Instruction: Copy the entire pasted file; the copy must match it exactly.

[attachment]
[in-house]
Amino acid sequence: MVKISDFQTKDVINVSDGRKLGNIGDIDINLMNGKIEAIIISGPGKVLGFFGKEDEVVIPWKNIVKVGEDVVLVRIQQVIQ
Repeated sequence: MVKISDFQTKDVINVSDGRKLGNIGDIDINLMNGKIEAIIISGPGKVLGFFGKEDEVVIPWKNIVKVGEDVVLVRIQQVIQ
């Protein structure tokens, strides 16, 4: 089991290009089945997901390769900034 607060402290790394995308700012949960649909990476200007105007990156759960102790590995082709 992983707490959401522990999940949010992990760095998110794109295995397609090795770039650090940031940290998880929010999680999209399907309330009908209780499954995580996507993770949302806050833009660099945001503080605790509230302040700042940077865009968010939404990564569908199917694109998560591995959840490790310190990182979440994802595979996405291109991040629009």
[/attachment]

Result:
[in-house]
Amino acid sequence: MVKISDFQTKDVINVSDGRKLGNIGDIDINLMNGKIEAIIISGPGKVLGFFGKEDEVVIPWKNIVKVGEDVVLVRIQQVIQ
Repeated sequence: MVKISDFQTKDVINVSDGRKLGNIGDIDINLMNGKIEAIIISGPGKVLGFFGKEDEVVIPWKNIVKVGEDVVLVRIQQVIQ
């Protein structure tokens, strides 16, 4: 089991290009089945997901390769900034 607060402290790394995308700012949960649909990476200007105007990156759960102790590995082709 992983707490959401522990999940949010992990760095998110794109295995397609090795770039650090940031940290998880929010999680999209399907309330009908209780499954995580996507993770949302806050833009660099945001503080605790509230302040700042940077865009968010939404990564569908199917694109998560591995959840490790310190990182979440994802595979996405291109991040629009």